Skip to main content

level heads

Level plan a mistake, lakes commission told
Critics say Hamilton Harbour cleanup at risk

The Hamilton Spectator
JORDAN HARBOUR (Jun 10, 2008)

The International Joint Commission (IJC) was told last night that its proposed new plan for regulating the level of Lake Ontario jeopardizes the cleanup of Hamilton Harbour and efforts to remove it from the list of Great Lakes pollution hot spots by 2015.

John Hall, co-ordinator of the harbour Remedial Action Plan, Jim Hudson, executive director of the Bay Area Restoration Council, and Tys Theysmeyer, aquatic ecologist for the Royal Botanical Gardens (RBG), presented a united front against the IJC's favoured Plan 2007, which they said would result in high water at the wrong time for plants and animals.

"Timing is everything in plant and animal life," Theysmeyer said.

They were joined by Laurel Thompson, who presented a petition signed by 350 people opposed to the plan.

Backing also came from Doug Cuthbert of Burlington, Canadian co-chair of the five-year, $20-million IJC study that proposed three alternatives that the commissioners set aside in favour of Plan 2007 that was devised later at their request by commission staff.

All the Hamilton-Burlington speakers called on the six commissioners to adopt Plan B+, one said to be best for the environment but more costly to landowners because the lake would be higher during spring storms that erode shore properties, especially along the Niagara Peninsula and in New York State.

Hall said restoration of the Cootes Paradise marsh and Grindstone Creek estuary, both on RBG lands, is a criterion for delisting the harbour as an IJC area of concern, and delisting "may not be possible if Plan 2007 is approved."

He reminded Canadian co-chair Herb Gray, a former deputy prime minister, and the other commissioners that York University researchers estimate a billion-dollar payback from delisting the harbour, and said: "Do not approve Plan 2007 as this will be very difficult to move away from.

"It will set a clear path, entrenching errors of the past that allowed for properties to be built in areas susceptible to flooding and erosion. Plan 2007 will set a path that clearly compromises the environmental benefits of the Lake Ontario-St. Lawrence River system."

Cuthbert said the IJC study had been very public and transparent, but Plan 2007 was devised behind closed doors, "raising suspicions as to how and why."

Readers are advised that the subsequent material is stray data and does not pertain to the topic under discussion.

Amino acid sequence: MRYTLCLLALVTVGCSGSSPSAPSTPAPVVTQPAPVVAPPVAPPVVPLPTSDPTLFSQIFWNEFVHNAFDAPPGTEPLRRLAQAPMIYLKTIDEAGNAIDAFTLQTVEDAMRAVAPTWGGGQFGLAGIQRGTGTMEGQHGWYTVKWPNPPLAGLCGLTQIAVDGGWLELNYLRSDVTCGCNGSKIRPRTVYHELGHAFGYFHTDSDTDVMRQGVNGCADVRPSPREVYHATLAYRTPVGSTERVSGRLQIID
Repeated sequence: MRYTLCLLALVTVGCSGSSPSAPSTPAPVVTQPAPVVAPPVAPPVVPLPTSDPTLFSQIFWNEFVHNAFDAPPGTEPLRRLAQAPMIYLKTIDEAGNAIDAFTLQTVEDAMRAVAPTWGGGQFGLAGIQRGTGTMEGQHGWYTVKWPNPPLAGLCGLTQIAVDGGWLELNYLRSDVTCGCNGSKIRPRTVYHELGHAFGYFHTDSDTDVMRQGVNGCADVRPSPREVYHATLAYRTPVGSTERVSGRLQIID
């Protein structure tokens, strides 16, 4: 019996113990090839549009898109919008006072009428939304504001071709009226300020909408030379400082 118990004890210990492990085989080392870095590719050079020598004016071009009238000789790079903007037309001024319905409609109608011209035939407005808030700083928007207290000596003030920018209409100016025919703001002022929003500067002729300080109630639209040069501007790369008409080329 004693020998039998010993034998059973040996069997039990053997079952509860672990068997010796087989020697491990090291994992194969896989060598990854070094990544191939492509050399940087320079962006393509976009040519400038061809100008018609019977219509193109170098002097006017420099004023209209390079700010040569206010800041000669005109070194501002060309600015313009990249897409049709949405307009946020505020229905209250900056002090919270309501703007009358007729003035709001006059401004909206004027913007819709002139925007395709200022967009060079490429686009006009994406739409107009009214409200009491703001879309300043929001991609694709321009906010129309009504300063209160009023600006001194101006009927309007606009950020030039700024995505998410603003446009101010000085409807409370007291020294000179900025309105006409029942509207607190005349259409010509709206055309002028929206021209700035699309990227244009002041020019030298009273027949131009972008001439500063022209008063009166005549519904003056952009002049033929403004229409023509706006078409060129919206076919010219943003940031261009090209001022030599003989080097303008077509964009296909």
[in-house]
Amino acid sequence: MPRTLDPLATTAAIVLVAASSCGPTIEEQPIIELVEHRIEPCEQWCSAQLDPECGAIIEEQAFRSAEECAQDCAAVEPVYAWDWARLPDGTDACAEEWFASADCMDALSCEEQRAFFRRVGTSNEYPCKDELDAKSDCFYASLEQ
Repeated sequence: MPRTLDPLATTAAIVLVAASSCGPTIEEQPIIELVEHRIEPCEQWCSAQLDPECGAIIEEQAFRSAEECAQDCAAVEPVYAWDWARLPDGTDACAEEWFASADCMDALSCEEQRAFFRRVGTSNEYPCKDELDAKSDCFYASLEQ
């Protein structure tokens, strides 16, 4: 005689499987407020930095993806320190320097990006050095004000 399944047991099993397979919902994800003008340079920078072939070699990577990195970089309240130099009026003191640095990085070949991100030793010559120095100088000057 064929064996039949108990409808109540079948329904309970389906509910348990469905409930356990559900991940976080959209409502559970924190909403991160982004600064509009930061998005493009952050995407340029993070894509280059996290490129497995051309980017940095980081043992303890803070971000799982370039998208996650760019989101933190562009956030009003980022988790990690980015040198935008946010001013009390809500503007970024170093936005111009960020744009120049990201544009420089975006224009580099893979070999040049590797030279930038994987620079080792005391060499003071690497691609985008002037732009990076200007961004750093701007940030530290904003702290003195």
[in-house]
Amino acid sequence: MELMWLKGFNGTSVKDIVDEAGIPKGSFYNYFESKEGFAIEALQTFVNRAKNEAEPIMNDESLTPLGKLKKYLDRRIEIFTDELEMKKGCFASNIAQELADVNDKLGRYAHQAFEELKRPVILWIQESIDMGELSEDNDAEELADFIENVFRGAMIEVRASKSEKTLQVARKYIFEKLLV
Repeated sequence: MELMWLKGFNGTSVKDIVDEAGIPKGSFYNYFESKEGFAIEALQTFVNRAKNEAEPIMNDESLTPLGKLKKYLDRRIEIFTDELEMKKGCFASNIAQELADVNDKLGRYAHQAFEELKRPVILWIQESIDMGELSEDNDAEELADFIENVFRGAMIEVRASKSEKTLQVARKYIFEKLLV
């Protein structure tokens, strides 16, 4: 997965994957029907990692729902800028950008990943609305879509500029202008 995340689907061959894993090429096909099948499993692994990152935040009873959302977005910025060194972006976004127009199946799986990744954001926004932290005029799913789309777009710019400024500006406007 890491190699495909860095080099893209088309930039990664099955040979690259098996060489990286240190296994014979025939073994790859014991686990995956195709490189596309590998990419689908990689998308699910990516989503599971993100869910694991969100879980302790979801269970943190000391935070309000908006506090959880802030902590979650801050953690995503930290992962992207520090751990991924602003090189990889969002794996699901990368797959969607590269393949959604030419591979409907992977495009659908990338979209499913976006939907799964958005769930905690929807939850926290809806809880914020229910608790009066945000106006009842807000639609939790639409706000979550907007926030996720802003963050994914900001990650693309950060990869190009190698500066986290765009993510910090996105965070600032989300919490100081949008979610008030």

Last night's public hearing was the first of 10 the commission will hold before making a decision.

Written comments will be accepted until July 11.

For more information, go to ijc.org.

emcguinness@thespec.com

905-526-4650



http://thespec.com/News/Local/article/383776

Comments

Popular posts from this blog

Urquhart Butterfly Garden speaker series

A lovely butterfly garden is the perfect setting for this annual speaker series. August 4, 2018, Guest speaker: Doreen Nicoll You cannot have Monarch Butterflies without milkweed.  Doreen Nicoll has recently become a heroine for monarch butterflies, by insisting on her rights to grow milkweed in her naturalized garden in Burlington. Doreen  Nicoll has long understood that garden with nature and not against her is the best thing for our planet. She also knows that native plants are great at attracting butterflies and bees of all species. Doreen will be the first presenter in the Summer Series at the Urquhart Butterfly Garden and her topic will be Monarchs and Their Milkweed and naturalized gardening. She has wealth of information and is fun as well! The session will begin at 11 am Saturday on August 4 and last approximately one hour.  Please bring a chair. If it rains the session will be cancelled. For more information about the Urquhart Butterfly Garden please visit ur

stepping up the battle for trails

I share the columnist's (see below) angst about some of the trail closures in Cootes Paradise and the observation that the impacts of walking on habitat are less damaging than driving. Nevertheless, I can appreciate that some of the trails can and should be closed to preserve sensitive habitat. It is because Cootes is surrounded by a city that the impacts of both cars and yes, even feet, can cumulatively degrade the integrity of this nature sanctuary. Blocking trails with bushes generally seems to occur on "unofficial" trails, though I have   previously expressed my concern with closing trails that once provided access through Cootes to hook up with the Spencer Creek Trail in Dundas. The utility of a trail as a path to someplace, rather than just a recreational loop, means a lot to me , and I have hoped the RBG would reconsider the trails layout with this in mind. Again, with so many people accessing Cootes, on foot and on mountain-bikes, the threat

Turtle Watching: Volunteers Needed

By fragmenting the western end of Cootes Paradise with a four lane highway (Cootes Drive 1936) and McMaster parking (1969), car drivers gain at the expense of intact habitat for a multitude of species. Road kill on Cootes accounts for a severe threat to the survival of at risk species, and perhaps none so glaringly as the slow moving turtles who inhabit the remnant marsh. Turtle, south of Cootes Drive near Spencer Creek. Photo r.k . A local volunteer group has, for the last few years, formed to assist the turtles and increase awareness, and (hopefully) survival rates.  Please consider giving some of your time to the turtles of Cootes Paradise. April 2012 Turtles will begin to move from their wintering sites in late May and their peak nesting period is mid-June. Dundas Turtle Watch identifies, monitors and rescues turtles at risk from traffic, and protects nests from predation wherever possible.  The group  is  looking for people with a digital camera  who are  prepa